It's unlikely ever to get better than this
Trip Start Aug 07, 2009
54Trip End Ongoing
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I speak to Subar, my friendly and helpful homestay host, about registration and return to the OVIR office. It's closed until 11.00. I read another bit of the LP and interpreted it that I can register in Murgab but get no stamp but then must register again in Khorog, pay for the registration there and get the all important stamp. We'll see!
I set off at 10.00 and within a few miles there's a passport checkpoint. When I say passport checkpoint I use the term losely. Two of the three have uniforms but they are more interested in the bike and the Autocom speakers in the helmet than the passport. They loved Bob Dylan! We have an endless photoshoot. A World Food white 4x4 (my pet hate in developing countries. How come all UN, Charities, NGOs need white 4x4s with large antennaes?) shoots through without stopping while I'm still taking shots of the guards in every conceivable pose
I have some vague memory from my sociology studies hundreds of years ago that one characteristic that seperated middle class from working class was the concept of deferred gratification. The middle classes can delay taking their pleasures, the working class cannot. I wonder what modern sociologists think of that notion. Anyway, today I establish myself as well and truly working class.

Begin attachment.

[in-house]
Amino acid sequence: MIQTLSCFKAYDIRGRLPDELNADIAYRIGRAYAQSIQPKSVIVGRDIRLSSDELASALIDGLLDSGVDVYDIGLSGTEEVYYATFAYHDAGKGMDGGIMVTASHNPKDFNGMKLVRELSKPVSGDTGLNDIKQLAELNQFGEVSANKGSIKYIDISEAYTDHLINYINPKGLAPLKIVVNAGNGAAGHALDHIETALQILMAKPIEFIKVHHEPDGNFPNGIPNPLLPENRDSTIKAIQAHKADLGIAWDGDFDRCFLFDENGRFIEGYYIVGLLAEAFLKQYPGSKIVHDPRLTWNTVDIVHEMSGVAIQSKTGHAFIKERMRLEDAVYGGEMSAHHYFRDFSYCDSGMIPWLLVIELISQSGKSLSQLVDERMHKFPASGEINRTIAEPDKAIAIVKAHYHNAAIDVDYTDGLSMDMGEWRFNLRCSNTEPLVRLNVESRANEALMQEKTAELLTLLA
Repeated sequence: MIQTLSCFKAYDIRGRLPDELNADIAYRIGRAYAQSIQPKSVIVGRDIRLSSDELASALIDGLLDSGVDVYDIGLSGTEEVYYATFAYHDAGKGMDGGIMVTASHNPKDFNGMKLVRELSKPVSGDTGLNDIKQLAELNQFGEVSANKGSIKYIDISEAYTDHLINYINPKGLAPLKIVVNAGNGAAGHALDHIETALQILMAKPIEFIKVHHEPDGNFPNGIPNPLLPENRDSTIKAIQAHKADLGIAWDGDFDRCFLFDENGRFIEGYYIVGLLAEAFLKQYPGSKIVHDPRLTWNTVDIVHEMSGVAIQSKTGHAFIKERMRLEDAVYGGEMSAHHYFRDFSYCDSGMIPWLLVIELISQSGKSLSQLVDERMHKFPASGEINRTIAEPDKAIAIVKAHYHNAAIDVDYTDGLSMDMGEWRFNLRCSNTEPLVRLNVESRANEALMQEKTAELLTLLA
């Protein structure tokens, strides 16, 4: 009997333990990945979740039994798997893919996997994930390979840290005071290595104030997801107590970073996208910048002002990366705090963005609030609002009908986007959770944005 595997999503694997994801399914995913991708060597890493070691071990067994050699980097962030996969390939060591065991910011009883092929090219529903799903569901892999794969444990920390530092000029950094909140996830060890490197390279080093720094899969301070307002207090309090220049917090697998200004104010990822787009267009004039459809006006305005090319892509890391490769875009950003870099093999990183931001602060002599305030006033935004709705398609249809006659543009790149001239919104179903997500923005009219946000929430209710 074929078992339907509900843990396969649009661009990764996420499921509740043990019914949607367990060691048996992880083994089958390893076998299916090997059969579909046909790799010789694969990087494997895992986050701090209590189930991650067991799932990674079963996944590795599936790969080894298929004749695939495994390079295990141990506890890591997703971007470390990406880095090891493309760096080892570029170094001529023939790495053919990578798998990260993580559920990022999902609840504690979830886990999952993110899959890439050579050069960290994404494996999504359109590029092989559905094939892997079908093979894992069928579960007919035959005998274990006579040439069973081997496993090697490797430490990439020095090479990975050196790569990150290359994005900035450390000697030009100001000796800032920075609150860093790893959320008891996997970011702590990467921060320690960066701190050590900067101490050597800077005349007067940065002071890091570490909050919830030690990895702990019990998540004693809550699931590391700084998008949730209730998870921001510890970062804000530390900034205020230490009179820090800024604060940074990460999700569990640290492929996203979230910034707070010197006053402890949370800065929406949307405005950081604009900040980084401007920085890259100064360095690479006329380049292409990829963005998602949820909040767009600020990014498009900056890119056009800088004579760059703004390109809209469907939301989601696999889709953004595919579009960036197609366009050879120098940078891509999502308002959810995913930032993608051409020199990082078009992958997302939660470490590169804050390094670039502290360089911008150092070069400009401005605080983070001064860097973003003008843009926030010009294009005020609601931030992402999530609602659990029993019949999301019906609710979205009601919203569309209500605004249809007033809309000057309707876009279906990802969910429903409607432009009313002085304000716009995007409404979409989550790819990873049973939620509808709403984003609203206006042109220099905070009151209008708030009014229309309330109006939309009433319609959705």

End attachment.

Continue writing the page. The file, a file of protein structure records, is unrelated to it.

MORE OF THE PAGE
The plan is, yes, another one, to potter along and take a couple of days doing the main bit of the Pamir Highway from Murgab to Khorog. Pass follows pass. Broad valleys follow ravines. Good tarmac follows rollercoaster tarmac follows potholed tarmac follows piste and all the time I am surrounded by peaks climbing to the sky. I am blest with a clear blue sky and the temperature is a little higher than yesterday. It is truly a magical days biking. So much so that I never want it to end. Before I know it I am near the end of the Pamir Highway in less than a day.
Late in the afternoon as I drop down from the Koy Tezek Pass (4271m) I join the Gunt river as it races southwest through ravines and valleys and fields strewn with huge boulders. Something hits me like an express train though I can't quite put my finger on it . I can be slow at times. I finally get there. It's probably the altitude. It is not just the increasing cultivation of the valley floors but the trees. The autumn colours, the fading greens and the vivid yellows are such a contrast to the high desert plains of the Pamirs of sparse grazing and scrub.
So much for plans. I know stretching the ride over two or three days would have given me a different experience but "I just couldn't help myself guv'nor."